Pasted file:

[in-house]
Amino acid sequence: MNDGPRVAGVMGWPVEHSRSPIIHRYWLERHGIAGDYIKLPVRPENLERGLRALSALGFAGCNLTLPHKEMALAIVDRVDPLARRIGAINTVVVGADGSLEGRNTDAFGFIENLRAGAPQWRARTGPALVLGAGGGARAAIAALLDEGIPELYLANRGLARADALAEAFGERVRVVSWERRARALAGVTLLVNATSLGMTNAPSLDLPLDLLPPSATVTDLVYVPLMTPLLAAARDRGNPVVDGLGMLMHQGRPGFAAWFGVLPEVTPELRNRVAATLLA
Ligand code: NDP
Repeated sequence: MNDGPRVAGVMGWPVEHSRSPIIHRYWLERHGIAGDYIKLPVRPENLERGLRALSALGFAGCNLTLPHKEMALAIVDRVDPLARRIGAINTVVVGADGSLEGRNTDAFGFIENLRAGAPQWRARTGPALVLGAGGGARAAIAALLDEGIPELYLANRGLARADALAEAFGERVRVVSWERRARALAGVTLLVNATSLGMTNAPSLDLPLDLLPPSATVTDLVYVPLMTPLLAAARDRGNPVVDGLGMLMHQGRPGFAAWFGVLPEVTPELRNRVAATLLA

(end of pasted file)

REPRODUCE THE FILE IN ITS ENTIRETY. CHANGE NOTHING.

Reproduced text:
[in-house]
Amino acid sequence: MNDGPRVAGVMGWPVEHSRSPIIHRYWLERHGIAGDYIKLPVRPENLERGLRALSALGFAGCNLTLPHKEMALAIVDRVDPLARRIGAINTVVVGADGSLEGRNTDAFGFIENLRAGAPQWRARTGPALVLGAGGGARAAIAALLDEGIPELYLANRGLARADALAEAFGERVRVVSWERRARALAGVTLLVNATSLGMTNAPSLDLPLDLLPPSATVTDLVYVPLMTPLLAAARDRGNPVVDGLGMLMHQGRPGFAAWFGVLPEVTPELRNRVAATLLA
Ligand code: NDP
Repeated sequence: MNDGPRVAGVMGWPVEHSRSPIIHRYWLERHGIAGDYIKLPVRPENLERGLRALSALGFAGCNLTLPHKEMALAIVDRVDPLARRIGAINTVVVGADGSLEGRNTDAFGFIENLRAGAPQWRARTGPALVLGAGGGARAAIAALLDEGIPELYLANRGLARADALAEAFGERVRVVSWERRARALAGVTLLVNATSLGMTNAPSLDLPLDLLPPSATVTDLVYVPLMTPLLAAARDRGNPVVDGLGMLMHQGRPGFAAWFGVLPEVTPELRNRVAATLLA